Are general authorities allowed to donate to political candidates or parties?

No. The Church’s policy was updated in January 2019 to forbid General Authorities from donating to political candidates or parties.[33]

What does the Church do when someone violates its political neutrality policies?

The Church’s General Handbook does not specify punishments for violating these policies.[34]

In 2021, it was reported that donations were made to various Democratic campaigns in the name of Elder Dieter F. Uchtdorf.[BIO][35] He was not publicly censured or punished by the Church.

Has anyone been excommunicated for political speech that the Church did not approve of?

Yes, there is at least one known instance in a German branch in 1942.[36] However, the Church does not generally disclose the reasons for excommunications to the public.[37]

Political speech is not included in the Church's General Handbook as something that requires a membership council.[38]

A small group of demonstrators gather in Washington DC in 1981 in support of the Equal Rights Amendment, despite the Church's stance at the time.

Does the Church pay for political lobbyists?

Yes. The Church paid professional lobbying firm APCO Worldwide $20,000 in 2020[39] and $10,000 in 2021[40] to lobby in favor of the Fairness for All Act (an LGBTQ rights bill)[41] with the United States Senate.[42]

Has the Church supported or opposed any specific legislation?

Yes. The following table lists topics in which the Church has taken a specific position.

Church involvement in political issues

Issue

Church Position

Comments

Women's Vote (1870)

For

On February 12, 1870, the Utah Legislature passed "An Act Conferring upon women the Elective Franchise" allowing all women over the age of twenty-one to vote in Utah.[43] This was positively received by Church leaders and women's voting was encouraged.[44]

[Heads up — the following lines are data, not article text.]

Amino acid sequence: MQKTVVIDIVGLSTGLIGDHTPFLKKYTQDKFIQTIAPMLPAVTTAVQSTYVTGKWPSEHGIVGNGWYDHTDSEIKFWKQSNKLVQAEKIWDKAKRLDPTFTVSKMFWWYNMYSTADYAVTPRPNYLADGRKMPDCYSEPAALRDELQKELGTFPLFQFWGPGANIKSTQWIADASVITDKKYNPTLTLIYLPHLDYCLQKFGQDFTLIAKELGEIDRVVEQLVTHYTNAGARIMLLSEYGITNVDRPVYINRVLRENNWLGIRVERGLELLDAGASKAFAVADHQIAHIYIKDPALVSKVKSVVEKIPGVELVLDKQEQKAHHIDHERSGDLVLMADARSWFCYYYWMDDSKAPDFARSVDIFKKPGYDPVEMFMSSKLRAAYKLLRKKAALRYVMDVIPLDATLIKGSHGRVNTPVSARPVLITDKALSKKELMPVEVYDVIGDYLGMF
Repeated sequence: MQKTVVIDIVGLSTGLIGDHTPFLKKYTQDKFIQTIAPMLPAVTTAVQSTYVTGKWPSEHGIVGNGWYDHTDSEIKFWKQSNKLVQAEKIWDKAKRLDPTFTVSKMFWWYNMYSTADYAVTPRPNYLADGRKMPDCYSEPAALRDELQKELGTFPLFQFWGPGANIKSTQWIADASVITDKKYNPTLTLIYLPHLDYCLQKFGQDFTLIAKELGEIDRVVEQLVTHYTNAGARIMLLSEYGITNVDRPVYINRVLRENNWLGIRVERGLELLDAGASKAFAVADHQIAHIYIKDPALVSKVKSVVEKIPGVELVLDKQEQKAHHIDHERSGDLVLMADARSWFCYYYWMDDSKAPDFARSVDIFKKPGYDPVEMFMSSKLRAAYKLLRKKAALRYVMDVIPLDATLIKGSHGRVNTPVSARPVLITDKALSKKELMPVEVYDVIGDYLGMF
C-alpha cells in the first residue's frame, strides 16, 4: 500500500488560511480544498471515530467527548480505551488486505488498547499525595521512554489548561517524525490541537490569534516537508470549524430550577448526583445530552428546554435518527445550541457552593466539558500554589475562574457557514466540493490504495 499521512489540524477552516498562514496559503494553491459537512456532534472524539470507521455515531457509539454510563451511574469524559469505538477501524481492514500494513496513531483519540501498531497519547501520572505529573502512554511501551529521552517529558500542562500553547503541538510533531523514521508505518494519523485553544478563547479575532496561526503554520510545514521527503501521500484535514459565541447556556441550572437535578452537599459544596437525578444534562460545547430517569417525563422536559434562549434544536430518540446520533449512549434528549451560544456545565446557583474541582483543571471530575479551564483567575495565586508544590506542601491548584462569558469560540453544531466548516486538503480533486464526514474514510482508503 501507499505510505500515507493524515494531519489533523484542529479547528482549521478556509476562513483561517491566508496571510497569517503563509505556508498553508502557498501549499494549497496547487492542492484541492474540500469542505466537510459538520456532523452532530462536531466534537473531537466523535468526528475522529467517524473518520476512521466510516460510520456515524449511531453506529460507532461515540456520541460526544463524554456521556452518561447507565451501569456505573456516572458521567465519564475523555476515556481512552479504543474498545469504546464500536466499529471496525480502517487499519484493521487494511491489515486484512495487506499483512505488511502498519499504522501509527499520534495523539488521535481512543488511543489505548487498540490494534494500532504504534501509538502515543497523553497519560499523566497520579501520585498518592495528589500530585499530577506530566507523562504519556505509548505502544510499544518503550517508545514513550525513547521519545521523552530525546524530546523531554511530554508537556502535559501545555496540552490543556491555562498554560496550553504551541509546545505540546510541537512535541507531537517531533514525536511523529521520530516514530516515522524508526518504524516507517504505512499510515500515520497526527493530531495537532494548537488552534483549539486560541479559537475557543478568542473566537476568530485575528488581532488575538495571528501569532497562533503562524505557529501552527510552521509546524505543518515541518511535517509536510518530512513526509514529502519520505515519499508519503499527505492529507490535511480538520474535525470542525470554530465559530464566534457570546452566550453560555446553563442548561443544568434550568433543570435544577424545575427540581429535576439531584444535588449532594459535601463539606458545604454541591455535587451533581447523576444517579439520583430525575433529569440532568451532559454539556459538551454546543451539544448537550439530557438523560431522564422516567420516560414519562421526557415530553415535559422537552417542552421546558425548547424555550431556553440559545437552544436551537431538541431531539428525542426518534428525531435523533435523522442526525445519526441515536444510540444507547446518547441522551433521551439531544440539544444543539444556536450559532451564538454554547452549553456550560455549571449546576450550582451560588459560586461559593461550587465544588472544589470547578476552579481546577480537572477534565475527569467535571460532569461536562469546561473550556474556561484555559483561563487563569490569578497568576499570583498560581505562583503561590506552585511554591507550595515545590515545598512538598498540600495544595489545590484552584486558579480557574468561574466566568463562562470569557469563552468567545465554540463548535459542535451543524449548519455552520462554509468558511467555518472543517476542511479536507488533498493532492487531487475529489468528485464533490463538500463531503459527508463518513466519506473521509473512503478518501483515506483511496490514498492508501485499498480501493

However, in 1887, the U.S. Senate passed Edmunds-Tucker Act (1887)[45] which (among other things)[46] removed the right for women to vote in Utah.[47] This right was not returned until the 1920 passing of the Nineteenth Amendment.[48]

Alcohol Prohibition

For

In the early twentieth century, the Church supported attempts to introduce Prohibition.[49] After the passing of the Eighteenth Amendment in 1919,[50] the Church opposed it being appealed.[51]

Federal Payments for Not Raising Crops on Farms (1941)

Opposed

The First Presidency of the Church opposed the legislation in the "New Deal" that resulted in federal payments for not raising crops on farms in a June 1941 letter addressed to Stake Presidents and Bishops.[52]

Equal Rights Amendment (1972–1982)

Opposed

In October 1976, the First Presidency issued a statement articulating the Church's opposition to ERA.[53]

Same-Sex Marriage (1997–2008)

Opposed

In 1997, the Church, alongside other institutions, produced an Amicus Brief filed in Baehr v. Miike.[54] In 2008, the Church mounted a state-wide campaigning effort in California to support Proposition 8.[55]

MX Missile Installation (1981)

Opposed

In May 1981, the First Presidency issued a statement opposing the construction of MX Missiles in Utah.[56]

Religious Freedom Restoration Act of 1993

For

The Church came out in support of the Religious Freedom Restoration Act which was passed in 1993. [57]

Immigration Reform (2010s)

For

The Church supported a position that advocated for both border security and welcoming some immigration, even illegally.[58]

Nondiscrimination laws in Utah for members of the LGBTQ+ community (2015)

For

Church leaders in 2015 came out in public support for laws that would protect members of the LGBTQ+ community from discrimination with respect to housing and employment.[59]

Racism and Riots from the "Unite the Right" Rally (2017)

Opposed

In August 2017, the Church issued two statements condemning both racism in general as well as the Charlottesville riots and "white supremacy" specifically.[60]

Utah Alcohol Laws

For

In February 2019, the Church came out in opposition to Senate bill 132 which proposed the elimination of 3.2 beer in Utah.[61]